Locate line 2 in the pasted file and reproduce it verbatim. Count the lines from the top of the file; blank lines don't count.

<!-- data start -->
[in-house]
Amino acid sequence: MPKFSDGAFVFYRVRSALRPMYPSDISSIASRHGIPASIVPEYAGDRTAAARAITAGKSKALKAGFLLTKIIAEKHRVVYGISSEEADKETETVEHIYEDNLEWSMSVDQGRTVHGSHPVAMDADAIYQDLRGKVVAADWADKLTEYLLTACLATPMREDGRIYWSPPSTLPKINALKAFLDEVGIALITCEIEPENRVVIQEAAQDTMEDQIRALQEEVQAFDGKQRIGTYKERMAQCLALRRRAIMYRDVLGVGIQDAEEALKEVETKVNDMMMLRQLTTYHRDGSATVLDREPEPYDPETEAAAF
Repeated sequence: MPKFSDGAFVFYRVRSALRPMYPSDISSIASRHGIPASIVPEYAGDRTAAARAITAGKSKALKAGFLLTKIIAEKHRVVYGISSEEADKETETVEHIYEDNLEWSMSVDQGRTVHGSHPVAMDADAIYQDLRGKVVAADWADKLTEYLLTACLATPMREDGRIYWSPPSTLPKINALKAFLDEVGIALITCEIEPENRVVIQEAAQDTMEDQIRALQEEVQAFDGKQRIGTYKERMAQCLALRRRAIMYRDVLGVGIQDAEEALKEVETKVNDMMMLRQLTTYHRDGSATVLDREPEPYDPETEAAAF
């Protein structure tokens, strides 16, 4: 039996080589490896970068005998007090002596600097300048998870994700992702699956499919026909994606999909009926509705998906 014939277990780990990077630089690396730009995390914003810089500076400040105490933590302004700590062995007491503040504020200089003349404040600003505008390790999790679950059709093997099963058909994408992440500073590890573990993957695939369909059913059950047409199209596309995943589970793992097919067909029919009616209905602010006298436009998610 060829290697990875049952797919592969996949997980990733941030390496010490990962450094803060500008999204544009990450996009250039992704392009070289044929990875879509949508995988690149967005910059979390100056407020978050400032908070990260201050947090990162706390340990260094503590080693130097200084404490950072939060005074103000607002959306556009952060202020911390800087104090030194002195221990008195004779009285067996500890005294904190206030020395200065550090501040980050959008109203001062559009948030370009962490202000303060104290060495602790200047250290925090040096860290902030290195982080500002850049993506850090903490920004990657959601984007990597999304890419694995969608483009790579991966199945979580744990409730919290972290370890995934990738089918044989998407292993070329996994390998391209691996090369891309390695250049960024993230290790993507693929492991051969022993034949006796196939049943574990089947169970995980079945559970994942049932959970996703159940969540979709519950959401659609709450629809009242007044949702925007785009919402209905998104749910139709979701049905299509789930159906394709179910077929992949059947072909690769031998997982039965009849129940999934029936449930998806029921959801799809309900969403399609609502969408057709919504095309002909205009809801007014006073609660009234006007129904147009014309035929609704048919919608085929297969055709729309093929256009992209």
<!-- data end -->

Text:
Amino acid sequence: MPKFSDGAFVFYRVRSALRPMYPSDISSIASRHGIPASIVPEYAGDRTAAARAITAGKSKALKAGFLLTKIIAEKHRVVYGISSEEADKETETVEHIYEDNLEWSMSVDQGRTVHGSHPVAMDADAIYQDLRGKVVAADWADKLTEYLLTACLATPMREDGRIYWSPPSTLPKINALKAFLDEVGIALITCEIEPENRVVIQEAAQDTMEDQIRALQEEVQAFDGKQRIGTYKERMAQCLALRRRAIMYRDVLGVGIQDAEEALKEVETKVNDMMMLRQLTTYHRDGSATVLDREPEPYDPETEAAAF